Okay, show of hands -- who stopped reading halfway through Hazelnut's writeup? He's against solar and wind power, he's skeptical that global warming is real, he assumes that environmentalists are self-serving yuppies... If you're coming from an environmentalist viewpoint, it's all a little hard to stomach. But as it turns out, he's mostly right.
The first thing you need to know about emissions trading is that it's not for you. Real emissions trading is not targeted at you, and you do not need to go through any sort of agency that claims to balance your carbon production against your carbon credits. If you have money to invest in saving the rainforest, buying energy star products, installing solar power, planting your own garden, or any of a hundred other things you can do to help the environment, then by all means do so! But if all you're doing is cleansing yourself of guilt ("the world may be going down the toilet, but at least it's not my fault!"), then you're out of luck; no good cleanser exists. Emission credit trading is for the big players, companies that don't care about saving the Earth or staying 'in balance', but who just want a good profit.
Emissions trading or 'Cap and Trade' is not a new idea. The first major program of this sort was created in 1990, when the USA modified its Clean Air Act to establish a market based trading system for sulfur dioxide (SO2), in an attempt to limit acid rain. The first auction for SO2 credits took place in 1993. By 2002 SO2 emissions had dropped 40%, and the cost of this reduction was only one tenth as much as industry leaders had projected. This set the stage for emission trading for other pollutants, but it certainly didn't prove we had a fool-proof system for reducing all types of pollution.
Cap and trade type programs work by limiting how much of a given pollutant can be let loose in a given area (usually country-wide) or industry (for example the power industry). Then the right to produce a unit of pollution is sold to the highest bidder. This is a great way to parcel out pollution rights, as it means that the cost of pollution is proportionate to the value of pollution to the producer, and it gives permission to pollute to those who need it the most.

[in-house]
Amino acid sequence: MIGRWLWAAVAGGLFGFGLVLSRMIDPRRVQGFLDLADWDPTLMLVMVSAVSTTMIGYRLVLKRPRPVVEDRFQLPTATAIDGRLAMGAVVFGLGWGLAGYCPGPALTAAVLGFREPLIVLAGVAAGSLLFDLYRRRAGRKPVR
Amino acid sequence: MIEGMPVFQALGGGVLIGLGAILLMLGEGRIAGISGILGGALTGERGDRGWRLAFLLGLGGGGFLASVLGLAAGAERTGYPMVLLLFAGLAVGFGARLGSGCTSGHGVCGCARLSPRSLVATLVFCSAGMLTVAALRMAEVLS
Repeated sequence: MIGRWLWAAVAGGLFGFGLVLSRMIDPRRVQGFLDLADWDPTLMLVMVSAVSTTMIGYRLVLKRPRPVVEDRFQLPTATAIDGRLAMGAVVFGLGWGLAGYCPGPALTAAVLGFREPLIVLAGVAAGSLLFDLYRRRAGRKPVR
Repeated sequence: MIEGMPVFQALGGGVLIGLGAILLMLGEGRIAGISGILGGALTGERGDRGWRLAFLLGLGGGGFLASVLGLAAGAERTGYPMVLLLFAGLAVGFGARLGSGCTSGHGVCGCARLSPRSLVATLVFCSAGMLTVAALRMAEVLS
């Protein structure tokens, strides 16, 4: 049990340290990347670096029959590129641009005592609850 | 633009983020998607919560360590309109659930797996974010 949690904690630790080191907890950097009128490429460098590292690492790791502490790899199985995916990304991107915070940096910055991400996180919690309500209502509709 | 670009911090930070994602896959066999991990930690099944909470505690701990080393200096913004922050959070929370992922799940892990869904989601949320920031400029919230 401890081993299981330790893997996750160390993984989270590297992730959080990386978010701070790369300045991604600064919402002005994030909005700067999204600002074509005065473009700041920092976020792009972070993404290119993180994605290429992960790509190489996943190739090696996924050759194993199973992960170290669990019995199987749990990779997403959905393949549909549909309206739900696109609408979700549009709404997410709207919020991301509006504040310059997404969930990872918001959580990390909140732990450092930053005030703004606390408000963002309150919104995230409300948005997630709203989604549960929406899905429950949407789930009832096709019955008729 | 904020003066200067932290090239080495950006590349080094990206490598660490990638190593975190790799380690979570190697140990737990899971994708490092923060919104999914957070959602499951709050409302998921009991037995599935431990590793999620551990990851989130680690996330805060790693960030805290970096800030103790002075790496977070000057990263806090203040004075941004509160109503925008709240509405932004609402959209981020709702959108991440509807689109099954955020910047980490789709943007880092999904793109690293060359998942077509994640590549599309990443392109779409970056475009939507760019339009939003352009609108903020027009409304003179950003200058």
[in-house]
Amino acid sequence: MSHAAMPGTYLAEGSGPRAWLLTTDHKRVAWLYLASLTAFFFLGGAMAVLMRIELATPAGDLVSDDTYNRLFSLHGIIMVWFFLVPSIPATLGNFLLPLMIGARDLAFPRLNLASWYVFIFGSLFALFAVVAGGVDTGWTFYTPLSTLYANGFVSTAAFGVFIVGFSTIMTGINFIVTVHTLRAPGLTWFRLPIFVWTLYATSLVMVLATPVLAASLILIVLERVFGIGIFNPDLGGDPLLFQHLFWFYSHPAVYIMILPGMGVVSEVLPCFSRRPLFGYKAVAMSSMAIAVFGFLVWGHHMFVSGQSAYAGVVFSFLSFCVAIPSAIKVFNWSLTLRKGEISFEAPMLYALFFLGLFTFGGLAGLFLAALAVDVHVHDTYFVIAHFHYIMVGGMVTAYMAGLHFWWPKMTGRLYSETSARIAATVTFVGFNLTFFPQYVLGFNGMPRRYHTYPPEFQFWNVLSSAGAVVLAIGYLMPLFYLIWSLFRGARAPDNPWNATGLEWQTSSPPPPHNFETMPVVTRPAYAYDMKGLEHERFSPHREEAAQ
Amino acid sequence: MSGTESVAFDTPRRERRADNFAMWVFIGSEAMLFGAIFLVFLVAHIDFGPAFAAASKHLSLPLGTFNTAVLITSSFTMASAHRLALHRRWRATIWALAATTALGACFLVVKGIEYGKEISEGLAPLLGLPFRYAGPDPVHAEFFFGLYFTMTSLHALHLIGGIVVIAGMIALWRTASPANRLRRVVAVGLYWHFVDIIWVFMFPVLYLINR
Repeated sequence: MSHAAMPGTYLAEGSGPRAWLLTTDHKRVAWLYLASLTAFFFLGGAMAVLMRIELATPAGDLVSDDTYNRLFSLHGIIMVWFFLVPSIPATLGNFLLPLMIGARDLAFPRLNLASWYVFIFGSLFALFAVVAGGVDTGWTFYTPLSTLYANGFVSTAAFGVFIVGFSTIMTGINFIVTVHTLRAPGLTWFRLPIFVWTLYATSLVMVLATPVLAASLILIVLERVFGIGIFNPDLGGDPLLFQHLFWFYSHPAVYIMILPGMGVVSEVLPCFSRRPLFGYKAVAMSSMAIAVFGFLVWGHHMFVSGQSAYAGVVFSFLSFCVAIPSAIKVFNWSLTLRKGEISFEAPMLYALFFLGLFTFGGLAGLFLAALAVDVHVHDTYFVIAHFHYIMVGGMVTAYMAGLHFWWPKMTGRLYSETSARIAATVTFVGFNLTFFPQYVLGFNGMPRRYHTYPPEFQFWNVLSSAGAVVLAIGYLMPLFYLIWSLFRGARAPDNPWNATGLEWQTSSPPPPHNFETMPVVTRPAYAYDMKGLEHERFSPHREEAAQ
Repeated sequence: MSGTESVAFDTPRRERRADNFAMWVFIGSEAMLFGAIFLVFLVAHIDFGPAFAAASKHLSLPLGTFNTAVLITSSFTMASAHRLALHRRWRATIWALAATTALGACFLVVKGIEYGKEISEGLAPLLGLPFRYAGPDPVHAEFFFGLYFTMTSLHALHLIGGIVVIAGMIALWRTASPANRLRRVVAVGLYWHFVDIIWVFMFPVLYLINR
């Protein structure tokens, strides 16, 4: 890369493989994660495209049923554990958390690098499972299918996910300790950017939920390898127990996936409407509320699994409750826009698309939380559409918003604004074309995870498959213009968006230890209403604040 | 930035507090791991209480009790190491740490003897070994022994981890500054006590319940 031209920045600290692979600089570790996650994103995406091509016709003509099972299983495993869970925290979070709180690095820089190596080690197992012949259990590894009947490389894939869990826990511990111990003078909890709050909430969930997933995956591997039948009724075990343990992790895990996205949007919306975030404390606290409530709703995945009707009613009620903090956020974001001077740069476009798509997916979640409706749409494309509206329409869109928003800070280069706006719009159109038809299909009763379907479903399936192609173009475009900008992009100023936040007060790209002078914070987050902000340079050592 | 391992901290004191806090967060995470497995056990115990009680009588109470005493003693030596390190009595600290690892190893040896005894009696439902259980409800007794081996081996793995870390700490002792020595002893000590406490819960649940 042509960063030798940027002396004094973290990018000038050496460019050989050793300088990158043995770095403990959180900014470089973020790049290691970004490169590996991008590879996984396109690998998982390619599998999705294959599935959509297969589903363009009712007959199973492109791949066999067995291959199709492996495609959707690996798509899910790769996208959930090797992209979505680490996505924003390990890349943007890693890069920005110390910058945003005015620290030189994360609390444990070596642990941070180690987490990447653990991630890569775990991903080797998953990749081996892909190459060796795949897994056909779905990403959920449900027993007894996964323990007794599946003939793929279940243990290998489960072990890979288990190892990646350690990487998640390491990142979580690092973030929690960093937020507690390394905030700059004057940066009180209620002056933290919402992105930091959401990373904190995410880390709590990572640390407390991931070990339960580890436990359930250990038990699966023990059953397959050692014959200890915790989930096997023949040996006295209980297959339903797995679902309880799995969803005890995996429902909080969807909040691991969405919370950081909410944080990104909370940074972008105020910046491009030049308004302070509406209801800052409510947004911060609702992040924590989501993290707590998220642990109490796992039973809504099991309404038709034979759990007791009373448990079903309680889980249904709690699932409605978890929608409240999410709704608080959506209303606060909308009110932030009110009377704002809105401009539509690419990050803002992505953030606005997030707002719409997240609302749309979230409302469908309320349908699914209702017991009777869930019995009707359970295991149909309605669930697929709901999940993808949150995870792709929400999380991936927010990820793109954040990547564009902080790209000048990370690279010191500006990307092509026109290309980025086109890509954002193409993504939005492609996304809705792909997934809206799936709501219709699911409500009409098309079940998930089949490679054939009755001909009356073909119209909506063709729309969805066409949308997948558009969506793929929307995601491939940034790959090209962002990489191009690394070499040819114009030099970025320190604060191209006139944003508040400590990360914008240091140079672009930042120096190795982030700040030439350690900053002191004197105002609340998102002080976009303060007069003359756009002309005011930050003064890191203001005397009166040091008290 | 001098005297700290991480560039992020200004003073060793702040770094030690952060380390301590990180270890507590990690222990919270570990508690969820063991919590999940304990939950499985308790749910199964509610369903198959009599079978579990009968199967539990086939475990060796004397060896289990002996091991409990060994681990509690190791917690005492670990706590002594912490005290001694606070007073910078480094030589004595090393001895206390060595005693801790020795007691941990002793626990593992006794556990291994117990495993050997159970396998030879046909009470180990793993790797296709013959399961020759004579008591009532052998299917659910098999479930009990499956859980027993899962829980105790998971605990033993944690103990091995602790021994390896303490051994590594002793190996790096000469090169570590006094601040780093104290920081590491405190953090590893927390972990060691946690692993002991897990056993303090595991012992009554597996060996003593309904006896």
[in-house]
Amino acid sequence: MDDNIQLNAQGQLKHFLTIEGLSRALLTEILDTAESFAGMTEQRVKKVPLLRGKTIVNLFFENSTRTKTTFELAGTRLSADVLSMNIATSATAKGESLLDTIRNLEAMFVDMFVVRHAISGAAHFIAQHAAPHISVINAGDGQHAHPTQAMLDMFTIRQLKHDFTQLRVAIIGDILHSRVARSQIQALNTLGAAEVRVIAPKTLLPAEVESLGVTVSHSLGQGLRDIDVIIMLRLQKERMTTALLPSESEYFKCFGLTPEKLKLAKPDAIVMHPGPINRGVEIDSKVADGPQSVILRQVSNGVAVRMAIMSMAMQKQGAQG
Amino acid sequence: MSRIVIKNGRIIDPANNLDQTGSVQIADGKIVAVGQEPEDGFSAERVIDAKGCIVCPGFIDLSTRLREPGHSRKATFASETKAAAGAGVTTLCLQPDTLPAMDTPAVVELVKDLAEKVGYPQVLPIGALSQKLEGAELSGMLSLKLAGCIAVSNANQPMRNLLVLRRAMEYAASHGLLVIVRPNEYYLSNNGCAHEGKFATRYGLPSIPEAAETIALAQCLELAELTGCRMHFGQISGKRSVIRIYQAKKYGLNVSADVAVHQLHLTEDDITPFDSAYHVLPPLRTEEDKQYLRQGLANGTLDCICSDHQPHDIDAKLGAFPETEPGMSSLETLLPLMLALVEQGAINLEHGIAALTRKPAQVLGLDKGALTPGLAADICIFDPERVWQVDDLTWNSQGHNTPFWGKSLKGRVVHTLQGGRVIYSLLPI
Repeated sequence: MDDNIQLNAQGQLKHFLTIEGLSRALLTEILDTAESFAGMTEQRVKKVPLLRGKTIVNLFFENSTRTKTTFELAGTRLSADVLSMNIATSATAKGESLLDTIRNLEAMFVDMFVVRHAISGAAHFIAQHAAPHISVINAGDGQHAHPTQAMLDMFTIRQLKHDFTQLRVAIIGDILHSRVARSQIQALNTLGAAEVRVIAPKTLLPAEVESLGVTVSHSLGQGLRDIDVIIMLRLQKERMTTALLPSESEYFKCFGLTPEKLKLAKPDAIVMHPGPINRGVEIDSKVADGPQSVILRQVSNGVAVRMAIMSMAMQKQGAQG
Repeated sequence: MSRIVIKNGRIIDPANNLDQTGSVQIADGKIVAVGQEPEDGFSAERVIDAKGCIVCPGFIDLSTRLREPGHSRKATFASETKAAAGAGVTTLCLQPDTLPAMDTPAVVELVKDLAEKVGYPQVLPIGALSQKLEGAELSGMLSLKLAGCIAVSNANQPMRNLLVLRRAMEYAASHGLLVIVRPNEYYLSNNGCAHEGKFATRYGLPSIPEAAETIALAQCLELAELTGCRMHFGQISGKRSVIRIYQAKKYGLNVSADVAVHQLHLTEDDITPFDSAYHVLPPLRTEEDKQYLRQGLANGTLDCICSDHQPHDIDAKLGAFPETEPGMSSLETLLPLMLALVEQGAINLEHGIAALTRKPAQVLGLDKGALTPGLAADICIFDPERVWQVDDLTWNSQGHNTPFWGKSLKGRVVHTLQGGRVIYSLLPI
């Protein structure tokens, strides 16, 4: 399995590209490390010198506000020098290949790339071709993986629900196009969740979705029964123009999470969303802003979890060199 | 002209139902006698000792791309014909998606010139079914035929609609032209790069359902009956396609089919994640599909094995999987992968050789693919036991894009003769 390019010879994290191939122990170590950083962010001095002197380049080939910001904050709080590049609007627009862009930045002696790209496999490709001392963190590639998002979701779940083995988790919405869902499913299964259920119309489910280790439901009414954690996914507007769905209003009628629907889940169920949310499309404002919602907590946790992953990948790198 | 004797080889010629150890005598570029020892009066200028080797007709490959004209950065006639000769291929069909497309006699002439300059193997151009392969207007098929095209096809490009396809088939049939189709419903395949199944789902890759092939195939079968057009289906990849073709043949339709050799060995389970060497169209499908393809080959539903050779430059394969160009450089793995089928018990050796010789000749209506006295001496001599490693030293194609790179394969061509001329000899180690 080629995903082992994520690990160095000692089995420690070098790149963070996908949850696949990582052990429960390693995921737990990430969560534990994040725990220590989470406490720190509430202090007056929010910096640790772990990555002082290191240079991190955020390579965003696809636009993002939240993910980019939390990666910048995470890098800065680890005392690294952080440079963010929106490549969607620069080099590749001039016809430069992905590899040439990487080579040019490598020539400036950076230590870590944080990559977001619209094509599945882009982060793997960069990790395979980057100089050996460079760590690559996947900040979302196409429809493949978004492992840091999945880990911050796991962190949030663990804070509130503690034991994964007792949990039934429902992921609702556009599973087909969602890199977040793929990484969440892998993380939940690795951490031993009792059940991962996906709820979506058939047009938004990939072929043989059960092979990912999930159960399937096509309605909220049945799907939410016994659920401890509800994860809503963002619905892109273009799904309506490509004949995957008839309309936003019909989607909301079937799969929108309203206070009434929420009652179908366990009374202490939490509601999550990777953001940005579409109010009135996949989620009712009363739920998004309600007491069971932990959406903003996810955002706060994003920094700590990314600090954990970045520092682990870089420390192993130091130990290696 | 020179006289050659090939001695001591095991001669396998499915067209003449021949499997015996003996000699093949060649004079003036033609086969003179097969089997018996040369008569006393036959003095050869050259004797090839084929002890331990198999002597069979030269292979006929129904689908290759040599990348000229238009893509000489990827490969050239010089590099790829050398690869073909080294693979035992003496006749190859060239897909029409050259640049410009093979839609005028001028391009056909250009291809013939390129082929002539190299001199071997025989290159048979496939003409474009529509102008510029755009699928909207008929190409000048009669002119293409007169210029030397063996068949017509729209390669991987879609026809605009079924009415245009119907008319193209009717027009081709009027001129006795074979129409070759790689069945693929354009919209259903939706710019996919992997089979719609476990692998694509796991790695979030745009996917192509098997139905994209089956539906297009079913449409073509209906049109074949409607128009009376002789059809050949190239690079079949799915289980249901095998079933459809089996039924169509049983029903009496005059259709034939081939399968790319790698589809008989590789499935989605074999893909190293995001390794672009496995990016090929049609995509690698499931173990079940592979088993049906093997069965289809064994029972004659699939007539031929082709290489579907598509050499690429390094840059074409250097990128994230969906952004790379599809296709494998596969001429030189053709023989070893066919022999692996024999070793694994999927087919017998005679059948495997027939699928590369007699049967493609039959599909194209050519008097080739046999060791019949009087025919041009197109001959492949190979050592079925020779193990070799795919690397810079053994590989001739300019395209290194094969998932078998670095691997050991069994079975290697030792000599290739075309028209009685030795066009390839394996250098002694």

If the government were to simply say "no one can pollute more than X", some polluters would be unable to curb their production, and might have to go out of business. At the same time, other polluters that could easily cut back might not, just because they come in under the maximum allowed amount. Under the cap and trade system those polluters that can easily reduce their output of pollution will do so, and will save money because they don't have to buy pollution credits. Those that can't reduce their output can continue to pollute as long as they pay. The added cost of buying pollution credits will encourage them to upgrade as soon as possible. This works wonderfully in fields where there's variation in the costs associated with polluting.
It is usually a feature of this type of system that as time goes on the amount of emissions credits put up for sale decreases. This keeps the price of the credits high enough to keep polluters looking for ways of reducing emissions, and keeps reducing pollution indefinitely. It is usually not a feature of these systems to try to set the final price of polluting in any relation whatsoever to the cost that pollution imposes on society.
Because the SO2 reduction program was such a raging success, many environmentalists expect that cap and trade systems on other pollutants will also be successful. This is not impossible, but there are some requirements that need to be met before this can be true.